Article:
How The Joys (And Struggles) Of The Queer Asian Experience Inspired A New Podcast

WNYC's "Nancy" delivers frank talk and provocative dish.
Kathy Tu (left) and Tobin Low are the co-hosts of "Nancy," which examines LGBTQ issues through an Asian American lens. 
Kathy Tu (left) and Tobin Low are the co-hosts of "Nancy," which examines LGBTQ issues through an Asian American lens. 

When they met at the Transom Story Workshop for radio professionals in 2013, Tobin Low and Kathy Tu immediately clicked. Still, it would take the pair nearly four years to decide on a project that they found professionally satisfying.

“We just sort of immediately clung to each other. There was an immediate chemistry,” Low, 30, told HuffPost. “We were trying to create the thing that we wish we had when we were young.”

Both Low and Tu believe they’ve found the perfect outlet for their creative passions in their new WNYC Studios podcast, the cheekily titled “Nancy.” When it launched on April 9, “Nancy” promised “provocative stories and frank discussions about the LGBTQ experience,” and it’s safe to say that, five episodes in, it’s lived up to that vow.

Watch a short video of Low and Tu discussing LGBTQ stereotypes. 

The 12-episode show’s latest installment, released April 30, took an in-depth ― if somewhat skeptical ― look at Harry Potter author J.K. Rowling’s implication that Albus Dumbledore is gay. Other episodes have featured gay porn stars, coming out stories and interviews with supporters of President Donald Trump who happen to identify as LGBTQ. 

Queer-themed podcasts, of course, are nothing new. But Low and Tu, 31, believe “Nancy” is unique in that their podcast examines LGBTQ issues through an Asian-American lens. Though she and Low were raised in California, Tu was born in Taiwan, a fact which she believes factors heavily into the content and tone of “Nancy.” The debut episode, “Hello, hello,” saw Tu sitting down with her Taiwanese-American mother, who has thus far struggled to accept her daughter’s sexuality, for an emotional series of conversations.  

Listen to the first episode below. 

“We loved this kind of storytelling, and we wanted to bring it to things that we’re passionate about, which have a lot to do with our identities,” Low said. “We’re both queer, we’re both Asian, we’re both radio producers, so it was like, how can we make something that’s informed by all of those things and bring them together?”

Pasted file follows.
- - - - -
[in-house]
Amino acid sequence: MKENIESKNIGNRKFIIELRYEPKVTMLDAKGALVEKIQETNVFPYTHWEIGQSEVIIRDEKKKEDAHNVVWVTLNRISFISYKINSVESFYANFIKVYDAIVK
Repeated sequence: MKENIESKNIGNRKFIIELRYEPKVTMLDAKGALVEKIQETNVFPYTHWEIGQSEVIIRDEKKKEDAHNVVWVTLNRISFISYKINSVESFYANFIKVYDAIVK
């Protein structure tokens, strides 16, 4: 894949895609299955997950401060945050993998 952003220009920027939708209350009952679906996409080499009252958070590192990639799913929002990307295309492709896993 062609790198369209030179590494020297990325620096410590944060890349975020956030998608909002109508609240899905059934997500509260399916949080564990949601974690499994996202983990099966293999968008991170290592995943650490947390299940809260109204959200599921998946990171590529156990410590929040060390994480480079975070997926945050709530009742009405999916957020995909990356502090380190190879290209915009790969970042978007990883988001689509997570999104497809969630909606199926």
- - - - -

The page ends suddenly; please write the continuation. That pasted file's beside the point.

As for as the podcast’s name, Tu and Low brainstormed (and eventually scrapped) a number of other options. Eventually, they chose “Nancy” in an effort to reclaim a derogatory, if antiquated, term used to refer to effeminate gay men. 

“We went through a laundry list of all the puns that we could possibly think of,” Tu said. “None of them really sat right because they were either too on the nose or too weird.” Eventually, they settled on the name, which Tu said “worked out great. It refers to a part of culture. It’s sort of reclaiming that.”

Listeners seem to have taken to the first 12-episode season of “Nancy” thus far. Since its launch last month, the podcast has been featured in both The Guardian and on NBC; New York Magazine’s Vulture blog said the show is indicative of “an empathetic sense of how it feels to be young, searching and a work in progress.”

In the second episode, Low searches for an openly gay Asian male porn star. 

Still, Tu and Low are aware that the debut of their podcast comes at a time when the LGBTQ community is facing an uncertain future in the Trump era. 

“We always want it to be a place where people, especially queer people, would come, listen and feel affirmed,” Low said. “One thing we really try to do is let people tell their own stories in a way that engages in both what is difficult about their experience, and also what is joyful.”

Though Tu and Low are proud of the buzz that “Nancy” has been received, they’re already planning ahead for the future. The pair said they would love to feature stage and screen star B.D. Wong in a future episode, as well as “Golden Girls” icon Betty White.

“I just really want to put something good and positive into the world,” Tu said, “and this accomplishes that, 100 percent.”

Want more “Nancy”? Head here or listen on iTunes here

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